Historians will come to view Aug. 8, 2008, as a turning point no less significant than Nov. 9, 1989, when the Berlin Wall fell. Russia's attack on sovereign Georgian territory marked the official return of history, indeed to an almost 19th-century style of great-power competition, complete with virulent nationalisms, battles for resources, struggles over spheres of influence and territory, and even -- though it shocks our 21st-century sensibilities -- the use of military power to obtain geopolitical objectives. Yes, we will continue to have globalization, economic interdependence, the European Union and other efforts to build a more perfect international order. But these will compete with and at times be overwhelmed by the harsh realities of international life that have endured since time immemorial.

Monday, August 4, 2008

Important Facts About Energy Policy...and Your Tires

Energy policy is getting the attention it deserves in the current Presidential campaign. Unfortunately, most of the rhetoric is not sufficiently serious. That being said, some good ideas are being floated, even if they are being dismissed for political reasons.

Barack Obama, like John McCain, has supported specific energy policy ideas that I object to including subsidizing corn-based ethanol and, more recently, the windfall profits tax on oil companies. The McCain camp opposes both ideas and has rightly challenged these positions. Unfortunately, they have criticized some of his better ideas as well.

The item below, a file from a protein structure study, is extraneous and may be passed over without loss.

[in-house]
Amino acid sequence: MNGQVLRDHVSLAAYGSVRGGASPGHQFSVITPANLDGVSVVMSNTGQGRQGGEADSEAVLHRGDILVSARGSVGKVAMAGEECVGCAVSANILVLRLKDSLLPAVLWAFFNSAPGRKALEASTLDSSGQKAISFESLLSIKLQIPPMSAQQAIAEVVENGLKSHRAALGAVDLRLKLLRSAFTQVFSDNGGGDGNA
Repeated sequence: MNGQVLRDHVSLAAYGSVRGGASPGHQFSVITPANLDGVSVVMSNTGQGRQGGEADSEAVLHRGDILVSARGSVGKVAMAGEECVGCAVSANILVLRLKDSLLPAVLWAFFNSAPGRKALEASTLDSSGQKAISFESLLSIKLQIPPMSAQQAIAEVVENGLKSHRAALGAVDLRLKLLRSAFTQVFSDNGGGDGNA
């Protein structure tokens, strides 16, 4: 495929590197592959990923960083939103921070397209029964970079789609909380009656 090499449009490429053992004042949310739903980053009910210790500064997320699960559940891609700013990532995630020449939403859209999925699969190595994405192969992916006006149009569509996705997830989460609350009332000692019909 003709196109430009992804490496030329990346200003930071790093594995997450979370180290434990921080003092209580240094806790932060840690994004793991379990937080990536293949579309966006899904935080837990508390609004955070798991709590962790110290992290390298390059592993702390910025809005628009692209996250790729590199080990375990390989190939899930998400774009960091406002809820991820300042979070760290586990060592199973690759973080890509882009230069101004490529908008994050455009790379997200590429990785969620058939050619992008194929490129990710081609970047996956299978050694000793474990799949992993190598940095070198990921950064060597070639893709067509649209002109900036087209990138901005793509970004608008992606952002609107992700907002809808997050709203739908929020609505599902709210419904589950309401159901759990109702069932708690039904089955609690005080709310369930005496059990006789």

The most recent is Obama's suggestion that Americans prioritize keeping their cars' tires inflated and engines tuned. The RNC has actually begun handing out tire-gauges in an effort to mock Obama's energy plan and score political points.

But a recent article in Time magazine has made it easy to evaluate the merits of this proposal. You can read the entire article here, but the most important points are in the first two paragraphs which I will quote directly:

How out of touch is Barack Obama? He's so out of touch that he suggested that if all Americans inflated their tires properly and took their cars for regular tune-ups, they could save as much oil as new offshore drilling would produce. Gleeful Republicans have made this their daily talking point, Rush Limbaugh is having a field day, and the Republican National Committee is sending tire gauges labeled "Barack Obama's Energy Plan" to Washington reporters.

But who's really out of touch? The Bush administration estimates that expanded offshore drilling could increase oil production by 200,000 barrels per day by 2030. We use about 20 million barrels per day, so that would meet about 1% of our demand two decades from now. Meanwhile, efficiency experts say that keeping tires inflated can improve gas mileage by 3%, and regular maintenance can add another 4%. Many drivers already follow their advice, but if everyone else did, we could reduce demand several percentage points immediately. In other words: Obama is right.

I encourage you to forward this article (or the blog post) to your friends. This is an easy way to elevate the debate (and also to help your friends save a bit of money!).